Two years ago today, the New York Times ran an article headlined: “Biden and Fed Leave 1970s Inflation Fears Behind.”
That story has not aged well. Neither have the troika of ideologues and imbeciles behind the rebirth of ‘70s-era inflation.
On Tuesday, the Bureau of Labor Statistics reported that prices climbed 0.5% in January, which is up from December’s 0.1% hike. Prices were up 6.4% over the year before, which is higher than economists had been predicting and comes amid warnings that inflationary pressures are building again.
This all comes one week after President Biden reassured the nation that “here at home, inflation is coming down.”
And it comes two years after the New York Times reported how Biden, Treasury Secretary Janet Yellen, and Federal Reserve Board Chairman Jerome Powell were all in agreement that spending $1.9 trillion to stimulate an economy that was already roaring back from the COVID lockdowns would not set off an inflationary spiral.
“Administration and Fed officials argue that workers not getting enough stimulus help is a larger concern than potential spikes in consumer prices,” the Times wrote on February 15, 2021.
The story quotes Yellen saying “I have spent many years studying inflation and worrying about inflation. But we face a huge economic challenge here and tremendous suffering in the country. We have got to address that. That’s the biggest risk.”
The Times notes that Powell gave a speech in which he pushed back on the idea that Biden’s spending splurge combined with easy money when the economy was roaring back from the COVID lockdowns would spark inflation.
He said that prices could show a brief pop in the coming months, as they rebound from very low readings last year, and he said the economy could see a ‘burst’ of spending and temporarily higher inflation when it fully reopened. But he said he expected such increases to be short-lived — not the sustained spiral that many economists worry about.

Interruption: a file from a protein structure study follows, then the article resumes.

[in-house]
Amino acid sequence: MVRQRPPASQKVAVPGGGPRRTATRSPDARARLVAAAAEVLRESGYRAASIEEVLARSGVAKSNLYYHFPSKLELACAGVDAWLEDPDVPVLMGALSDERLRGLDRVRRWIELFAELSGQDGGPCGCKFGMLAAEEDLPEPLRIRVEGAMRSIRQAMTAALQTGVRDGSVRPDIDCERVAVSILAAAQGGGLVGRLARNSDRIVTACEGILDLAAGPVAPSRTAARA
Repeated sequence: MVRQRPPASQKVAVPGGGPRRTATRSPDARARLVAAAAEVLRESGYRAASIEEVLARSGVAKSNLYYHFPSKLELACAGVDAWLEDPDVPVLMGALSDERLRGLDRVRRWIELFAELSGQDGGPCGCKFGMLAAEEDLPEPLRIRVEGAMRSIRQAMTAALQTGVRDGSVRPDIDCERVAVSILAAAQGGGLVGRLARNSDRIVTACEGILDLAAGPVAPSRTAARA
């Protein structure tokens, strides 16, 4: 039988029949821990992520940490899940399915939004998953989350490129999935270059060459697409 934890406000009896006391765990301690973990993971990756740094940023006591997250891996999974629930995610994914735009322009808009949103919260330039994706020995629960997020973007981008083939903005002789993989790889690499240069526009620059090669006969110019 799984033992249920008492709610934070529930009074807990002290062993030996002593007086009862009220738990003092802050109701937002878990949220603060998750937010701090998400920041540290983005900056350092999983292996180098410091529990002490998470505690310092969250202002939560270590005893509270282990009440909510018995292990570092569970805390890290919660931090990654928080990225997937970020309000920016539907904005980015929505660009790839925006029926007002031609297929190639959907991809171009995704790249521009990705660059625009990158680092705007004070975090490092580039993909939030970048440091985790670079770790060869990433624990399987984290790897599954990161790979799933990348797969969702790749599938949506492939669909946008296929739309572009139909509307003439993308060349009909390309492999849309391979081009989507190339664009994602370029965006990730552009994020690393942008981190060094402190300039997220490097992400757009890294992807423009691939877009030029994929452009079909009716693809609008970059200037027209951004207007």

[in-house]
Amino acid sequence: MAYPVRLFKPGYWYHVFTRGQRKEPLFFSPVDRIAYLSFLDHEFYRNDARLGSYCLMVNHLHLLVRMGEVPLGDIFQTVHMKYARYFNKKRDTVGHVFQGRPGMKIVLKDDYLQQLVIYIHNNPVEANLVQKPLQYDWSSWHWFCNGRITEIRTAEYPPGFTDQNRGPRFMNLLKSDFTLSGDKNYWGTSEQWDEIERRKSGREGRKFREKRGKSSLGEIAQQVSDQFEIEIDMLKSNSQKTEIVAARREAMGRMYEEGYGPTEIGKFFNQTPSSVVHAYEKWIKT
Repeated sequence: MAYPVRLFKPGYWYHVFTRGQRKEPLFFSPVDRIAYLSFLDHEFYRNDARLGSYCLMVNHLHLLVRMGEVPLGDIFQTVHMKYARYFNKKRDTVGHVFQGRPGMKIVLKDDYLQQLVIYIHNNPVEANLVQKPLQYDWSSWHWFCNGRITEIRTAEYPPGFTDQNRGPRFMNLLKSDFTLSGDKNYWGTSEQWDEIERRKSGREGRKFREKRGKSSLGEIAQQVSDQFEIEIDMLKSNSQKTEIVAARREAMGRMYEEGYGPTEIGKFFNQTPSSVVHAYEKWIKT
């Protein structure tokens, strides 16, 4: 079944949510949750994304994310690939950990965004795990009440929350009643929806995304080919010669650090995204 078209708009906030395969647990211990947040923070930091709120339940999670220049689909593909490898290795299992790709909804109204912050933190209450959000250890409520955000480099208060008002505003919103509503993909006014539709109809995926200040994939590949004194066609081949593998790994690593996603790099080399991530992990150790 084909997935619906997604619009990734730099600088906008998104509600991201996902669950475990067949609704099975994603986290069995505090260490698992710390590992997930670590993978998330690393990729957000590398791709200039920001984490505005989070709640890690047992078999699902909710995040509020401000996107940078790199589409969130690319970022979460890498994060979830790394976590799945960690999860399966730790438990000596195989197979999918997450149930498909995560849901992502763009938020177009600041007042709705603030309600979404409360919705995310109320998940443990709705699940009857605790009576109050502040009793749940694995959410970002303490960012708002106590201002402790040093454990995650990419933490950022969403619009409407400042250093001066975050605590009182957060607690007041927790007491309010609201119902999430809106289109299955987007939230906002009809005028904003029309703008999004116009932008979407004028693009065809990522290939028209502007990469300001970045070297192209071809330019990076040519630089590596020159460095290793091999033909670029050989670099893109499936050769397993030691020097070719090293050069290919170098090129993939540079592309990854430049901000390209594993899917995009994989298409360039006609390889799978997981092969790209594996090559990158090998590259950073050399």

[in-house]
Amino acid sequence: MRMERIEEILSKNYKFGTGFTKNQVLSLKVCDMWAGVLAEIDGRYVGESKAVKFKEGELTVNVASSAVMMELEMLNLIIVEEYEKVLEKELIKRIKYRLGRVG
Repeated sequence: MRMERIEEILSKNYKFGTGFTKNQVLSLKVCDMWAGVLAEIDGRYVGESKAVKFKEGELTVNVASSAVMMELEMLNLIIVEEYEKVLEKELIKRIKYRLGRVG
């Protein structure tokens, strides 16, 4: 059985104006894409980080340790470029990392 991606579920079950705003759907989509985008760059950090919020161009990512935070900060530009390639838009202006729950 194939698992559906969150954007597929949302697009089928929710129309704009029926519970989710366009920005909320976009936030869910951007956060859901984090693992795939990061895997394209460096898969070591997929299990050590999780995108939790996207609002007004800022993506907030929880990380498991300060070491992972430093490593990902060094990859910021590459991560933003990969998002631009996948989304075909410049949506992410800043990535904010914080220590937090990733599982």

Biden himself repeatedly insisted that any price spikes were “transitory,” that they were just an artifact of the COVID rebound, that somehow Vladimir Putin was to blame, and that prices would soon be on their way back down.
For the record, when Biden signed his $1.9 trillion “American Rescue Plan” into law in March 2021, the nation’s GDP had already regained all the ground it had lost during the COVID lockdowns. Unemployment had been falling faster than expected.
This wasn’t a secret. It was plain as day in the government data. Yet Biden, Yellen, and Powell continued to insist that the economy was in dire straits and in need of a massive stimulus on top of the trillions already poured into the economy during President Trump’s last year in office.
What happened? Prices took off as soon as the ink was dry on the “American Rescue Plan.” And they kept climbing, faster than wages, leaving workers worse off than had they never gotten any COVID stimulus check at all. (See the chart below.)
When it comes to inflation, apparently, there are no parties, genders, classes, or races. Only pain.
Home sales have tanked as mortgage rates more than doubled, with annualized sales of new homes are off nearly 40% from 2020.
Meanwhile, home heating, gasoline and other energy costs have jumped sharply, averaging a 23% monthly gain in 2022, along with grocery prices, up 11% on the year. One egregious example: Due to shortages of baby formula, which have driven prices sharply upward as supplies stay tight, stores now routinely keep baby formula under lock and key.
Even fast-food chains and other restaurants have jacked up prices 8.3% in the last year just to keep up with hikes in the minimum wage, rising rents and increased transportation costs.
Which means that Biden, Yellen, and Powell had it exactly wrong two years ago. And the inflation that Biden’s spendthrift ways set off is creating far more suffering than the COVID lockdowns did.
If these three “leaders” were in the private sector, they’d have each been out on their ear long ago for their epic stupidity.
Instead, they are still calling the shots. And we keep paying the price.
— Written by the I&I Editorial Board